6. He was involved in international diplomacy and intrigue. His mother Queen Isabelle left for France to her brother King Charles She was to smooth over rough relations with the king and Edward II, who refused to cross the Channel to pay homage for the duchy of Gascony. Too humiliating.
  7. One solution was to send young Prince Edward, who was about thirteen at the time. He was sent over to France. Big mistake. His mother refused to return to England. She took Roger Mortimer as her lover, who had escaped from the Tower of London. Scandal. Worst of all she used Prince Edward as her ticket for a successful invasion.
  8. Charles IV was straight-laced and refused to sponsor an invasion from his realm, so Isabelle went to Holland and arranged a match with Philippa, daughter of count William of Hainault. Prince Edward was now nearly fourteen.
  9. A small force of 700 Dutchmen and the retinue of the disaffected English noblemen invaded England on 24 Sep 1326. Any resistance on the king’s side soon collapsed, which shows how that the king was disliked.
  10. He was captured and kept in prison, but rumors of people intent on helping him escape provoked Roger Mortimer to have him assassinated, on 21 Sep 1326.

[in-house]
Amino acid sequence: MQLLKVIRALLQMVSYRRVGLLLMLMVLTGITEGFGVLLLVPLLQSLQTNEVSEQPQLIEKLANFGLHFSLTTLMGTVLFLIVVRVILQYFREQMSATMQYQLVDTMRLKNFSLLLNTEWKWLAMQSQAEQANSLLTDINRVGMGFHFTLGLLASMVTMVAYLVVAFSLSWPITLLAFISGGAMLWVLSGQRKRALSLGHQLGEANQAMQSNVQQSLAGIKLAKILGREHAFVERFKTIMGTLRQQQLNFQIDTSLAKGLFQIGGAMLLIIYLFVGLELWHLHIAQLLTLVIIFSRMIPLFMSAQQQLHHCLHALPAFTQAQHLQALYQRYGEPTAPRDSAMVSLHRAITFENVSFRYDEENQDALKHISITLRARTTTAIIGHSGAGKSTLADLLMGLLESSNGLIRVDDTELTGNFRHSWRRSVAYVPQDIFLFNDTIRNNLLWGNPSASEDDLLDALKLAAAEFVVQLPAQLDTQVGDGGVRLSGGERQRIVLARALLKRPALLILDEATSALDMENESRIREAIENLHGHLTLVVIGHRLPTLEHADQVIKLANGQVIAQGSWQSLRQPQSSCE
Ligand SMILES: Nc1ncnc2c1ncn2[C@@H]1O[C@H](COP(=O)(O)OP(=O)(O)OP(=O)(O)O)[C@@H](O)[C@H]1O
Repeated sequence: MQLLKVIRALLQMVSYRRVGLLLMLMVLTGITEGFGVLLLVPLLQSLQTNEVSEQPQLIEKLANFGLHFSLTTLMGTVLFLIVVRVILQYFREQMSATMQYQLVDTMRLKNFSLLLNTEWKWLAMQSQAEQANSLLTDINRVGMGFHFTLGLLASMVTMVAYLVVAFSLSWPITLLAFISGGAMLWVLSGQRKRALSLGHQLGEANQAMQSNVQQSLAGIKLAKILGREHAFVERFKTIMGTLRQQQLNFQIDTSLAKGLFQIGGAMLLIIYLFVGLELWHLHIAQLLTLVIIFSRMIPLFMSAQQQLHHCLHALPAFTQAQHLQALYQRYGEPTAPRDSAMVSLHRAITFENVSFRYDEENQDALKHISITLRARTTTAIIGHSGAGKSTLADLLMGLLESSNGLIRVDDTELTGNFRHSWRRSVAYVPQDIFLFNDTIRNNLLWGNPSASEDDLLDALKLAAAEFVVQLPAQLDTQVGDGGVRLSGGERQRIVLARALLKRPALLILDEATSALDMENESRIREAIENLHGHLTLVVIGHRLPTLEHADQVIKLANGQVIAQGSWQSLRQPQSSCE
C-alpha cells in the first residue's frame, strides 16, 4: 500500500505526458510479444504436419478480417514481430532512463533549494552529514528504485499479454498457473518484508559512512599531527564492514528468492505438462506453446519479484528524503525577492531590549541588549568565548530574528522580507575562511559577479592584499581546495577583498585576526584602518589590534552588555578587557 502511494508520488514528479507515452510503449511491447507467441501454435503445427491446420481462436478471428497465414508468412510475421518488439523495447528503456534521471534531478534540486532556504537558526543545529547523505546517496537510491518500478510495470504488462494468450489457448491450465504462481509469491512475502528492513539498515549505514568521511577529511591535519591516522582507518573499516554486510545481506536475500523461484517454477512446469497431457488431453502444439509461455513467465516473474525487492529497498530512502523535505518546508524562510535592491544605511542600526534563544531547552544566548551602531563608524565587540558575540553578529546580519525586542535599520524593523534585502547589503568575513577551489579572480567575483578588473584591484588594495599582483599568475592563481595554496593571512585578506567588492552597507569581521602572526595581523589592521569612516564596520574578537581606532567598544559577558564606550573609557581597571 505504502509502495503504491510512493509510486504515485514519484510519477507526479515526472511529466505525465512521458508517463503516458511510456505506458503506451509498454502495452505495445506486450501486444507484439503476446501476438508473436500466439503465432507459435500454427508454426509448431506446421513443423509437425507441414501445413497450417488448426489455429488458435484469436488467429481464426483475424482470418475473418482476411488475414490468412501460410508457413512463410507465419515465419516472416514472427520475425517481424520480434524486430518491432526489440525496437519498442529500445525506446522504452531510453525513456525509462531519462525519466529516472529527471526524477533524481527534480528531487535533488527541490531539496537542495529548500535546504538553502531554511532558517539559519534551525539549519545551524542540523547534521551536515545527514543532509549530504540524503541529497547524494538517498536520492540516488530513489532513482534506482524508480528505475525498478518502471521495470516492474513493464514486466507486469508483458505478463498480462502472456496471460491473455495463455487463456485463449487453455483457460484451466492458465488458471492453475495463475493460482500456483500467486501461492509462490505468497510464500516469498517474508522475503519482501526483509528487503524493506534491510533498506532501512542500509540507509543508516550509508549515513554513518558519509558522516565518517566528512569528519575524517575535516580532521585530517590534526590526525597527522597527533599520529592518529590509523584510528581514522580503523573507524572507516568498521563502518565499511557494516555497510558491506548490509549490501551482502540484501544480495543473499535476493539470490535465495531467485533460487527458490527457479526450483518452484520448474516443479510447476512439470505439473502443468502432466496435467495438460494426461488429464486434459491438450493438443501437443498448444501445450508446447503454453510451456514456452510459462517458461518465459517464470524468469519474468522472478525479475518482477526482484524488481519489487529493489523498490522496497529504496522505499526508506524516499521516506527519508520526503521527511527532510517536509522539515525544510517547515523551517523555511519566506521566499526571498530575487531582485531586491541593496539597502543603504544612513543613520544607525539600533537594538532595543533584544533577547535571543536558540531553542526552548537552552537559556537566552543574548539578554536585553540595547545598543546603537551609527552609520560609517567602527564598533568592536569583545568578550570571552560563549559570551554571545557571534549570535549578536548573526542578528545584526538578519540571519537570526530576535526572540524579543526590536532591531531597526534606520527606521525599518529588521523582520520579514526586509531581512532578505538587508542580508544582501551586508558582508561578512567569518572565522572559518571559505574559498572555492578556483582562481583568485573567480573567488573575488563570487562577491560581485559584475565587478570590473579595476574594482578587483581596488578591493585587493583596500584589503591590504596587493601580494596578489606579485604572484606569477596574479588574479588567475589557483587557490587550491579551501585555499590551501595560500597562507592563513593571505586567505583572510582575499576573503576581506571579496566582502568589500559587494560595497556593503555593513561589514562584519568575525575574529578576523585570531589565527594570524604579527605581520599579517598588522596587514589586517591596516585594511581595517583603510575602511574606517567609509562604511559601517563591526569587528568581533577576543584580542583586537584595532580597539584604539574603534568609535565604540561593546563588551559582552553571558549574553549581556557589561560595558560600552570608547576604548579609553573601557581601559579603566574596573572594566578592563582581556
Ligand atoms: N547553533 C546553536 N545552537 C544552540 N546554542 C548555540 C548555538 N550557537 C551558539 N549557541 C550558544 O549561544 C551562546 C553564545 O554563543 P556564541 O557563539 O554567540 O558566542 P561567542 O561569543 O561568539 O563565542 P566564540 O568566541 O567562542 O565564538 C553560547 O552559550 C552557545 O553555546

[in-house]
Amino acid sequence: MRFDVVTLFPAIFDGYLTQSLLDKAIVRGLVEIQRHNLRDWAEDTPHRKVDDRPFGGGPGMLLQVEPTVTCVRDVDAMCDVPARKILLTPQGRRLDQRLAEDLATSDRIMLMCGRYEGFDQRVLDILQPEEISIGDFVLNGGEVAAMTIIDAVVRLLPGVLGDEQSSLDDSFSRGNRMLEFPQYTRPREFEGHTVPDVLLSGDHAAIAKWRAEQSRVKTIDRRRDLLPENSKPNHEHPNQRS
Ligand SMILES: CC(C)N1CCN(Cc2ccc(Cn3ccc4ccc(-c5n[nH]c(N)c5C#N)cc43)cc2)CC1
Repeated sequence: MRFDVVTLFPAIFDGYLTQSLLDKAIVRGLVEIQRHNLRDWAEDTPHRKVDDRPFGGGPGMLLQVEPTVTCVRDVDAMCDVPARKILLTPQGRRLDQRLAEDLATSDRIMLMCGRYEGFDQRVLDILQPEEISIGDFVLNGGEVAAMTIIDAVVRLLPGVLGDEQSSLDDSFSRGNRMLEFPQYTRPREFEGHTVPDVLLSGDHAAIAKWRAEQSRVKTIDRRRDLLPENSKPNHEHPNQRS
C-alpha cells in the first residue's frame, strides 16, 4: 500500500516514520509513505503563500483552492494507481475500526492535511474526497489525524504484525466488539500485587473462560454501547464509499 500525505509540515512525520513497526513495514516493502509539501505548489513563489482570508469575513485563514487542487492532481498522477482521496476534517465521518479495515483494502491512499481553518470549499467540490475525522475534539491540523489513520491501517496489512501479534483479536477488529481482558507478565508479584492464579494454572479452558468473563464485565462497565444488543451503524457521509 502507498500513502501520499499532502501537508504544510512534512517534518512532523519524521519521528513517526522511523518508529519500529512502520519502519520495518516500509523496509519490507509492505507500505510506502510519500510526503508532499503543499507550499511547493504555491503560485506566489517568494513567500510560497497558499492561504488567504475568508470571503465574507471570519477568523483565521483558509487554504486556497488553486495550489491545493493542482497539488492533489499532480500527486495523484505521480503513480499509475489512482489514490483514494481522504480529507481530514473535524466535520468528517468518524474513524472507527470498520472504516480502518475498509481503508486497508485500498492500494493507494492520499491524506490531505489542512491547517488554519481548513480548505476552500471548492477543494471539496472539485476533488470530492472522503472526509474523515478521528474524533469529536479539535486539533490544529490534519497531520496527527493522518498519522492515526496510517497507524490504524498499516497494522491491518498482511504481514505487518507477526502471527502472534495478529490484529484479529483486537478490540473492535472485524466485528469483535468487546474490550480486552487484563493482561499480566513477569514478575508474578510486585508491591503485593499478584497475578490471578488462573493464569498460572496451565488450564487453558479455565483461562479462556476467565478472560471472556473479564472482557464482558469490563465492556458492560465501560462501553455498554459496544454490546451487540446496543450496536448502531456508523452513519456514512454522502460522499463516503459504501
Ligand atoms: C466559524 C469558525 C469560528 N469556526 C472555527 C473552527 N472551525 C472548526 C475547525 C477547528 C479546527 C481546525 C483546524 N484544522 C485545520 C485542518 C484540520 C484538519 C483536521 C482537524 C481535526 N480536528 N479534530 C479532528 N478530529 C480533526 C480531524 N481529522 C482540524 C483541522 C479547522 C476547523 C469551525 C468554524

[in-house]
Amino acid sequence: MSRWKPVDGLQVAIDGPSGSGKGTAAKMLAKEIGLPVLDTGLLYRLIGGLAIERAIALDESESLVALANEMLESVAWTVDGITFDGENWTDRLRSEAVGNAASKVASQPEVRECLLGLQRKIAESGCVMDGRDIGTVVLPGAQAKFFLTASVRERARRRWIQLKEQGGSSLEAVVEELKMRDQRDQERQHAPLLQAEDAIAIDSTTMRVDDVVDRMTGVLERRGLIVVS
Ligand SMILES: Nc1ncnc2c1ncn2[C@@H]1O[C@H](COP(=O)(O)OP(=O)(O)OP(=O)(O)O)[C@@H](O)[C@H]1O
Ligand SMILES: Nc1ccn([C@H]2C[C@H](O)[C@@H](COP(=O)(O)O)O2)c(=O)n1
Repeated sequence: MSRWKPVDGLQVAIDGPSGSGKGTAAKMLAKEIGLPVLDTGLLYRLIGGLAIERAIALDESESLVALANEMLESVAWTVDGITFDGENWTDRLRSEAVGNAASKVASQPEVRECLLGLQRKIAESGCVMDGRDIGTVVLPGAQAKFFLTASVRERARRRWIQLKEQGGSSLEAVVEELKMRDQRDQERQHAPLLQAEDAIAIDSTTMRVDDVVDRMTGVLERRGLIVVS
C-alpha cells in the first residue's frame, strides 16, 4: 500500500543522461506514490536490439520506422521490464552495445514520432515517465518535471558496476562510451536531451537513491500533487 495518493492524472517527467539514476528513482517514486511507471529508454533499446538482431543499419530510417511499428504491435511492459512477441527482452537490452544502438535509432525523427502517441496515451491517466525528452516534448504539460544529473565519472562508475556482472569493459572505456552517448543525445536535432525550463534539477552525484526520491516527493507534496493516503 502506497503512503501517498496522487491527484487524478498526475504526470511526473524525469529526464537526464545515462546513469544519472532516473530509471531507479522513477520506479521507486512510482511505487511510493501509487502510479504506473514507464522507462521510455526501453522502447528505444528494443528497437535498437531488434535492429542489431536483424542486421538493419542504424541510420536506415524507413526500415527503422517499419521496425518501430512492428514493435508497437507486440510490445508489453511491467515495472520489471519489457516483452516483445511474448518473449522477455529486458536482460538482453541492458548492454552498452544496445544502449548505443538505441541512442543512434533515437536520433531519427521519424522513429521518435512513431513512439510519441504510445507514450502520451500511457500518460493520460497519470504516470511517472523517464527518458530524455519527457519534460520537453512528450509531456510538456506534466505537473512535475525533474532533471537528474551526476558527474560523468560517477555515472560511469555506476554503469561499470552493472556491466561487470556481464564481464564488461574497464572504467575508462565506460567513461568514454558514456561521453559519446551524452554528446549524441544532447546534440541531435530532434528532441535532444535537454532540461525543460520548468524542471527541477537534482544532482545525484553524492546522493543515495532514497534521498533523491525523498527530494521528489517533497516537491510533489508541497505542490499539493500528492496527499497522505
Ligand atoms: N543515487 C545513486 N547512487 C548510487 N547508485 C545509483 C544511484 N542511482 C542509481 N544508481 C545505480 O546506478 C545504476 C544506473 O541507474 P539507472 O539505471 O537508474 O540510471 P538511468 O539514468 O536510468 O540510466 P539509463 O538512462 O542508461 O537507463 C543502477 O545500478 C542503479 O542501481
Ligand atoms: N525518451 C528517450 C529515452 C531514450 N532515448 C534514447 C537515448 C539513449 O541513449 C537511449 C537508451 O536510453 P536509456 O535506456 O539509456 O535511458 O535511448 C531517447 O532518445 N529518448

11. On 1 Feb 1327 Edward III was crowned in Westminster Abbey. He was just fourteen.
  12. Real power remained in Mortimer and Isabelle’s hands. As the new king came of age, he resented their control. He could not travel without their permission. They controlled the purse. They sent spies into his household.
  13. In Feb 1328 Charles IV of France died, leaving no male heir. Two candidates to replace him: Edward III of England, whose mother was the last surviving daughter of Philip IV. The second was Philip of Valois, who was descended in an unbroken male line from King Philip III. The French nobility did not even consider Edward. He was a foreigner who spelled trouble for France. Shortly after, Isabelle and Mortimer made peace with the fact that her son would not be king of France. Philip of Valois became king, as Philip VI.
  14. In 1329, Edward was of age, a married man, and expecting the birth of their first child. He resented being a king in name only. Rumors spread that Isabella was pregnant with Mortimer’s child, and they were intent on usurping the throne.
  15. Edward had to act. On 19 Oct 1130, Edward, a nobleman named Montagu and others “home-invaded” Isabella’s private apartment, where she was preparing for bed. She was alleged to have cried, “Fair son, have pity on noble Mortimer” (qtd. in Sumption 22). A few deaths of household servant s ensued in the fighting.